How much can action research “teach” ESL/EFL teaching? by Juanjuan Zhao

I’ve been following Larry Ferlazzo’s blog for a while. He is a prolifc blogger and an outstanding educator in teaching English as second/foreign language. He has his second book,English Language Learners:Teaching Strategies That Work published by Linworth Publishing in April, 2010. In the introduction, he explains parts of the “Organizing Cycle”:

Building Strong Relationship with Students

Accessing Prior Knowledge through Stories

Identifying and Mentoring Students’ Leadership Potential

Learning by Doing


Do you think this cycle resembles something in action research? The first step makes me feel like the teacher is treating his or her students as community members if this is part of community-based participatory research. When I go on reading,I find that the first step is not only for relationship building, actually to help students reflect themselves and identify problems and frutrations they experiencence in learning a second language when the teachers have a closer relationship with their students. The exchange of stories and classroom conversations “involve an exchange of information, not an interview or a one-way presentation, and can result in the creation of a community of learners”(Ferlazzo).The role of teacher in this cycle resembles with that in action research.” Everyone in the class, including the official educator, can be a learner and a teacher”(Ferlazzo). Then there is the learning by doing which empwers students to learn and practice actively.It is the step to sovel problems by taking actions.“Helping students discover knowledge on their own through those experiences instead of telling them information creates even richer language (and life) learning opportunities”(Ferlazzo).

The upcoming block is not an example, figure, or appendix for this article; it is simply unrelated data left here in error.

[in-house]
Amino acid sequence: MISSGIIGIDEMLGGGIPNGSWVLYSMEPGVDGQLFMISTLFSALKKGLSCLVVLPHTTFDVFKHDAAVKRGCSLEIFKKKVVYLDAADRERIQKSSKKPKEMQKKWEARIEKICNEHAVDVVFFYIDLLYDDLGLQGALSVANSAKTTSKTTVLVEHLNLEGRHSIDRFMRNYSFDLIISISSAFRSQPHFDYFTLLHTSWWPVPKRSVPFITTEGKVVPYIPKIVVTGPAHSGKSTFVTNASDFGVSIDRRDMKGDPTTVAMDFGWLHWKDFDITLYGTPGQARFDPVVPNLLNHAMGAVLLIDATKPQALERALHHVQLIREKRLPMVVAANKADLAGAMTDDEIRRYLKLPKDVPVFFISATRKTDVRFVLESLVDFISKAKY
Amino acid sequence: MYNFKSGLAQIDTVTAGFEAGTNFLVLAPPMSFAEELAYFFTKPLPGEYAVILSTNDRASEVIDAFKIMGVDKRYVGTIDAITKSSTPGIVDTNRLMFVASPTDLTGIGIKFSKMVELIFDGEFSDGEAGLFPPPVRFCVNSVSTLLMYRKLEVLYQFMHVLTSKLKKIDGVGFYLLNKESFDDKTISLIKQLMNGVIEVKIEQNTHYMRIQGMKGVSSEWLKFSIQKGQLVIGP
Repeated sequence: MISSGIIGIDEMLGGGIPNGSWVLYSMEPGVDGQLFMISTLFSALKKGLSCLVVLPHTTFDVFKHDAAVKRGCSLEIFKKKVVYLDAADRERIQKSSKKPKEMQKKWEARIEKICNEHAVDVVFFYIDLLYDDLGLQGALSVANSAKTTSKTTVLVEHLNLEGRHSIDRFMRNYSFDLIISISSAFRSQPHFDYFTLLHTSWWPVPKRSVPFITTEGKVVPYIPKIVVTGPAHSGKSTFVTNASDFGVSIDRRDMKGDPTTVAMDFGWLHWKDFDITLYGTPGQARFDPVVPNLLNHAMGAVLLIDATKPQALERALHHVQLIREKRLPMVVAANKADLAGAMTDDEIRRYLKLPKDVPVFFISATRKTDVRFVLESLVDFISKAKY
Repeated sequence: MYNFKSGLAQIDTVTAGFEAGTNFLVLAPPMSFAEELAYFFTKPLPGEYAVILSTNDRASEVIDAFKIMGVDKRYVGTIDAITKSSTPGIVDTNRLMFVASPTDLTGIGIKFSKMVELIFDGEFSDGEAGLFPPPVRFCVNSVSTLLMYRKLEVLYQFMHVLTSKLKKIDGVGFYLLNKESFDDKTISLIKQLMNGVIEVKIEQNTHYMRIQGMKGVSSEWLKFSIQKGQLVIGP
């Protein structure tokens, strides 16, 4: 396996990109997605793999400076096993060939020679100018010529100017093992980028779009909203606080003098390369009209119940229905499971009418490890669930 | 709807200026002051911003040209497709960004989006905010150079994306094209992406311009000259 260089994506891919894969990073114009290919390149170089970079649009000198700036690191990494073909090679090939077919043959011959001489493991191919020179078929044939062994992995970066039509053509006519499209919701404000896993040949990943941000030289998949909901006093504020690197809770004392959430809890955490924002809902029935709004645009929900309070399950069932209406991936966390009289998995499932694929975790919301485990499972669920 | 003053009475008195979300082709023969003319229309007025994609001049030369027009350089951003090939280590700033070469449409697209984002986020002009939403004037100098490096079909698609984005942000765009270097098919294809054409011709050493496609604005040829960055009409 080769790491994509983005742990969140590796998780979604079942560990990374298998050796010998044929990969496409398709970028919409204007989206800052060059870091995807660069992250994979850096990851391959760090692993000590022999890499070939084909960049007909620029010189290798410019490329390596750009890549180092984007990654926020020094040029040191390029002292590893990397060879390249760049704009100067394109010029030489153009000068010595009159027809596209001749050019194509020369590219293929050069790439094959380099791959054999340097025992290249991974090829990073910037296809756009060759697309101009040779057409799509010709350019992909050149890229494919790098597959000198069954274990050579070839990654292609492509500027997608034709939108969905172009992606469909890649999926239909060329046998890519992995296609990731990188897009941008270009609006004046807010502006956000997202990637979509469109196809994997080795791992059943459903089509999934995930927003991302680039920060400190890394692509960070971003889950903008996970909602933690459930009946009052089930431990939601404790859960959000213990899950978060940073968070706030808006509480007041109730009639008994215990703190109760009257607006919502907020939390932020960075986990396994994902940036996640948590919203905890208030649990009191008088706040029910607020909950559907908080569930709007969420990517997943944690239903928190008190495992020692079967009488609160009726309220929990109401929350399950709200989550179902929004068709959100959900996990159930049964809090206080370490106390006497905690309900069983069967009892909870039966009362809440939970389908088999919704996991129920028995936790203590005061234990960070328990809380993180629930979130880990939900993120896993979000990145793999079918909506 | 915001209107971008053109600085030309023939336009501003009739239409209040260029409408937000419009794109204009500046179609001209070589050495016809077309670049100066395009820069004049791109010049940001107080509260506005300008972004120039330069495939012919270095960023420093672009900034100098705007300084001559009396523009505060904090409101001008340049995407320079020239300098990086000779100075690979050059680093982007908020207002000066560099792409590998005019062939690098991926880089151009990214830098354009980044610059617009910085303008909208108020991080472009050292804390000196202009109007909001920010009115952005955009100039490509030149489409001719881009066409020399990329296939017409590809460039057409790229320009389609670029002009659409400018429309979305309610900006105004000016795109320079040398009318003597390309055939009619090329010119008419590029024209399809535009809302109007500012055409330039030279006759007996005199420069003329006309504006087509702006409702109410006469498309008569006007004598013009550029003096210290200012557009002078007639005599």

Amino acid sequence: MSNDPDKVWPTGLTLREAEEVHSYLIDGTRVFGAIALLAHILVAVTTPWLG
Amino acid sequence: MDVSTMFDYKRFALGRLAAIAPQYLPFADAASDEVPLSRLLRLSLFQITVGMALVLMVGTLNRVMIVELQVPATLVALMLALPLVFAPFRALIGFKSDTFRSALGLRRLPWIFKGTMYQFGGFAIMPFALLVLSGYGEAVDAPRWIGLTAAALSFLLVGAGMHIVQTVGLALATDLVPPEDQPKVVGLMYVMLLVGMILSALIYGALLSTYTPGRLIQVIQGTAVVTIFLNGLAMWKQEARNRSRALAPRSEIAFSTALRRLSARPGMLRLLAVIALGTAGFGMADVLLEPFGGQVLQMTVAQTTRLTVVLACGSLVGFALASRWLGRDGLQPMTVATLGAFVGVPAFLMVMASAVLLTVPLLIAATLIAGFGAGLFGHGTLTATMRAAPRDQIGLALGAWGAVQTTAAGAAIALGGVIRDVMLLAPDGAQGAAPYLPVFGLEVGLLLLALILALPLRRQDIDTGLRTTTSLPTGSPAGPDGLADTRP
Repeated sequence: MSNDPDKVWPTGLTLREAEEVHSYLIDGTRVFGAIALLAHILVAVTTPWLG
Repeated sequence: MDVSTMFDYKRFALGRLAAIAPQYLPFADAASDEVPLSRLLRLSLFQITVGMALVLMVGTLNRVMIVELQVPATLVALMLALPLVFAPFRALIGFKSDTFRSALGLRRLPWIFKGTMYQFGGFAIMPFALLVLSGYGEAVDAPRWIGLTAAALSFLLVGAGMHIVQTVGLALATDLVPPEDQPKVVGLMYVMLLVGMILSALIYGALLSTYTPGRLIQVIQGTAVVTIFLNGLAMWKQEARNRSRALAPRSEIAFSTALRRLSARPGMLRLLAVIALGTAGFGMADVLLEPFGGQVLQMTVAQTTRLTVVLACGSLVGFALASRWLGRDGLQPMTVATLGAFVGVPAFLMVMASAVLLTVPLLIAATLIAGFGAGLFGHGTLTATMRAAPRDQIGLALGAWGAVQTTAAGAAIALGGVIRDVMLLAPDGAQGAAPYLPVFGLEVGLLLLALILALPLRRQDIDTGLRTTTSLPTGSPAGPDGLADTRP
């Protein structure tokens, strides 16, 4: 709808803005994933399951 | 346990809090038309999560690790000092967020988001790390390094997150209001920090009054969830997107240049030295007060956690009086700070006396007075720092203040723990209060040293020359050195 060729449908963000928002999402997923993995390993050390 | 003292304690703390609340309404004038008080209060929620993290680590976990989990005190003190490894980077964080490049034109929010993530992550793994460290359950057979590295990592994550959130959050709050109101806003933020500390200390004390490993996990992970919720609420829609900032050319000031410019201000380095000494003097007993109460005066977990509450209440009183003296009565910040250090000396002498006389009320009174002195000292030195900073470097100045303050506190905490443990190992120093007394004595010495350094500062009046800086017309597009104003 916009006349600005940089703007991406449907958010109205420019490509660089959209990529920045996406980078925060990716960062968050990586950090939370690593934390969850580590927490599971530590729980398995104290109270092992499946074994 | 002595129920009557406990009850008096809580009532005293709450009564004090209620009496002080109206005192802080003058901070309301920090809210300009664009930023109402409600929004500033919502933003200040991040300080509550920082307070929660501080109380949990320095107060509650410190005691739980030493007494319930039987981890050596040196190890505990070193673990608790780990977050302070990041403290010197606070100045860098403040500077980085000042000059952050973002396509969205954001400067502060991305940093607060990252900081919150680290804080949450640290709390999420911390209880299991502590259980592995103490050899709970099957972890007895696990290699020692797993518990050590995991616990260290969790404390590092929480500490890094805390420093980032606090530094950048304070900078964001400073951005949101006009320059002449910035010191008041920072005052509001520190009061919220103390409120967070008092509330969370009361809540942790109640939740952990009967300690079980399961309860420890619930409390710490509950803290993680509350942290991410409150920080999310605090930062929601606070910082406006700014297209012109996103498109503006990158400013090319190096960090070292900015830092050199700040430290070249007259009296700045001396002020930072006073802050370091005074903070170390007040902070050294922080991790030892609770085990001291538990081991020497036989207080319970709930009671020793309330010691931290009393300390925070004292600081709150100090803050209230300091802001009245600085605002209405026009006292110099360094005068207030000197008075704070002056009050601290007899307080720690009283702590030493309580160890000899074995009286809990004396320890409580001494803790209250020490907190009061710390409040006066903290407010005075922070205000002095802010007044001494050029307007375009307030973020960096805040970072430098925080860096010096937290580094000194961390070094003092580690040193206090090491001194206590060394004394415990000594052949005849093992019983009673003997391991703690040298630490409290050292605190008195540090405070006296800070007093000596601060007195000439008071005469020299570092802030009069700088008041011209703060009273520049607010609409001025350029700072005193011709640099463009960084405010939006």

So these 5 steps looks like a perfect reflective process of progressive problem solving.

When The New York Times invited him as a guest speaker for his experience in working and helping immigrants to US whose first language is not English, he explains more about the power of personal stories to English language learners which can be found at http://learning.blogs.nytimes.com/2010/06/10/english-language-learners-and-the-power-of-personal-stories/ Again he talks about his five step teaching methodology to help ELLs master both content and language using “high-order” thinking skills .

I start wondering where his ideas and strategies from. When I searched for his background, I found that he spent the first twenty years of his career as a community organizer in California, often working with foreign-born populations.when he became a high school teacher six years ago, he realized that many of the strategies he used as an orgnizer translated easily into the classroom.

I belive that action research or community-based participatory research can bring many beneficial ideas to lagnuage teaching, specifically teaching a second or foreign language.My experience of taking a second language acquisition and teaching class makes me feel that there is not much action-oriented aspect from language learners as a collaborative group. Many educators are adopting educational action research process to their classrooms, but still many stick to the traditional language teaching method.

Education is not the filling of a pail, but the lighting of a fire.

-William Butler Yeats

Foreign or second language teacher should not just ‘fill up the pail’ by craming language information to students with the notion that English language learner are deficits. As Ferlazzo put it, they are great assets.

Ferlazzo, L. (2010, July 13). Book Reminders. Retrieved from http://larryferlazzo.edublogs.org/2010/07/13/book-reminders/

Comments are closed